Georgia Republicans try to oust one of their own from House

State Rep. Matt Gurtler was sworn into office in January 2017 to represent House District 8 in northeast Georgia. BOB ANDRES /BANDRES@AJC.COM

State Rep. Matt Gurtler was sworn into office in January 2017 to represent House District 8 in northeast Georgia. BOB ANDRES /BANDRES@AJC.COM

As an anti-government rebel within his own party, Republican state Rep. Matt Gurtler votes "no" more than any other legislator, opposing everything from state budgets to study committees.

His obstruction has gone too far for Republican Party leaders in the Georgia House of Representatives, who are now trying to boot him from office.

Gurtler, a 29-year-old general contractor from Tiger, faces a Republican primary election challenge this month from an opponent with financial backing from House Speaker David Ralston and several other ranking representatives.

Mickey Cummings, the manager of the Union County Farmers Market, is running against state Rep. Matt Gurtler in the May 22 Republican primary election to represent House District 8 in northeast Georgia. He’s gotten a lot of financial support from members of the state House’s Republican leadership. Photo from

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House leaders have given campaign contributions to Mickey Cummings, the manager of the Union County Farmers Market, in his campaign to unseat Gurtler in the May 22 primary for a House district that covers the northeast corner of Georgia. No Democrat is in the race, meaning the primary will decide the election.

“They want someone they can control and who will be a yes man and do their bidding,” Gurtler said. “A legislator who exercises their independent legislative judgment is not something they like too much, and sticking to your values, convictions and Republican principles is something that is in short supply at the Capitol.”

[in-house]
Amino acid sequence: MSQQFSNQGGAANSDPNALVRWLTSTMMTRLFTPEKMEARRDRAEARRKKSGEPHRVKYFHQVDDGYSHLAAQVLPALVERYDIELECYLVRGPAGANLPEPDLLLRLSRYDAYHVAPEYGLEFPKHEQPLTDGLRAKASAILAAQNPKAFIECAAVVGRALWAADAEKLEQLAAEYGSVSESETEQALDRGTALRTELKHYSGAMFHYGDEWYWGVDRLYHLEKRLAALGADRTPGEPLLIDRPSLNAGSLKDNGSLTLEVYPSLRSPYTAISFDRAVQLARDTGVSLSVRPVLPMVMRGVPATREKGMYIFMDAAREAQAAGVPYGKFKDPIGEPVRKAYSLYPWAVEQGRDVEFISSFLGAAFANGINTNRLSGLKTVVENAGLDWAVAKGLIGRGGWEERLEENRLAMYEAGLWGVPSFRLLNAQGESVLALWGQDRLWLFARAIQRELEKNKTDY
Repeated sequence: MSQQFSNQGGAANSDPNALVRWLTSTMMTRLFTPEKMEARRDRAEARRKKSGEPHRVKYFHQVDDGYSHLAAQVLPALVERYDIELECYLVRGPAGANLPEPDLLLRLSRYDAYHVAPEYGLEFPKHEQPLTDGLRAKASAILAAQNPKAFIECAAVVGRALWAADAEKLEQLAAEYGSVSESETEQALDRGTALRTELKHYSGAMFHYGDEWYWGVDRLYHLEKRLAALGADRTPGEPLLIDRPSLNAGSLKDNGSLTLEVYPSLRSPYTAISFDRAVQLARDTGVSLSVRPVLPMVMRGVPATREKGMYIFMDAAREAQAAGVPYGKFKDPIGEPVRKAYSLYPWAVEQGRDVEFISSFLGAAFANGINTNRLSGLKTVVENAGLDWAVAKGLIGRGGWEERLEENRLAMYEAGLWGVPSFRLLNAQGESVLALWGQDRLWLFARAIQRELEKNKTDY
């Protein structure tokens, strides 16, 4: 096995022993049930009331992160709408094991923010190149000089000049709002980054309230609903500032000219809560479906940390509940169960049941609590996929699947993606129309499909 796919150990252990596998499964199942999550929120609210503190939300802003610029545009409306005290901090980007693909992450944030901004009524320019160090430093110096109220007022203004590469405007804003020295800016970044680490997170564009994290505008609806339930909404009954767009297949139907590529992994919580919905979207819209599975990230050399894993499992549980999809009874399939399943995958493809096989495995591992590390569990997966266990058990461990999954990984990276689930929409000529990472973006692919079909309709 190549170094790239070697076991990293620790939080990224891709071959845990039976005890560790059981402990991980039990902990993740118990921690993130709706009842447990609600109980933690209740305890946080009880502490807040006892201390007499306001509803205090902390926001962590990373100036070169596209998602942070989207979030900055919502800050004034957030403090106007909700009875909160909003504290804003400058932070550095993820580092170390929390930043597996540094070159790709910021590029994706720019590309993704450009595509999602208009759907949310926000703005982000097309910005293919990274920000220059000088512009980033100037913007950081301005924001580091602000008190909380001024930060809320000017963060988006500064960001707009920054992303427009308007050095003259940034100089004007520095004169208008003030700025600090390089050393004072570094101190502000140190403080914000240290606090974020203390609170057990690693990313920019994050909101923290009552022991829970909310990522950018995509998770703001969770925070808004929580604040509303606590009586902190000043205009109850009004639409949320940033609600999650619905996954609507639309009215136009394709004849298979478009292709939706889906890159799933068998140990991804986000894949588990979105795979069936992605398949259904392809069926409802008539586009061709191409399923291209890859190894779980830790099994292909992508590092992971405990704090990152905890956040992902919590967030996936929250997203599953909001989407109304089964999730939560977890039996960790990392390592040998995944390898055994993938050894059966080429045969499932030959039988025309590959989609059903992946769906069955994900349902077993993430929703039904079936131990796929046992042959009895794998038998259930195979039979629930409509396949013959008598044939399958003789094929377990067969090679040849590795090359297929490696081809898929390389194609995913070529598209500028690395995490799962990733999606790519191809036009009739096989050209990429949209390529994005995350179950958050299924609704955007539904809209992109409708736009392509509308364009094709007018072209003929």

The donations from House leaders, totaling $13,700 so far, send a message that they want Gurtler out.

Majority Whip Christian Coomer of Cartersville, speaking for House leadership, said Gurtler is failing both his voters and the policy priorities of Republicans.

“The plain truth is, when you have bad ideas, you can’t get a lot of traction in a system that requires collaboration and cooperation to get things done,” Coomer said. “The incumbent simply doesn’t represent the principles of the district and the majority caucus.”

Coomer said Gurtler is hindering Republican efforts on issues such as police pay raises, public education funding and firefighter insurance.

The poll by the University of Georgia’s School of Public and International Affairs was conducted April 19 to April 26. Each of the 507 respondents indicated they had voted in the 2014 or 2016 Republican primary and that they would likely vote in the May contest. The margin of error is 4.4 percentage points.

Gurtler says he’s taking a stand to reduce the size and intrusiveness of government.

Contributions to Gurtler's opponent came from Ralston, R-Blue Ridge; House Appropriations Chairman Terry England, R-Auburn; House Ways and Means Chairman Jay Powell, R-Camilla; House Rules Chairman John Meadows, R-Calhoun; House Majority Caucus Chairman Matt Hatchett, R-Dublin; and state Rep. Chad Nimmer, a Republican from Blackshear and a House budget subcommittee chairman. They declined to comment or didn't respond to emails.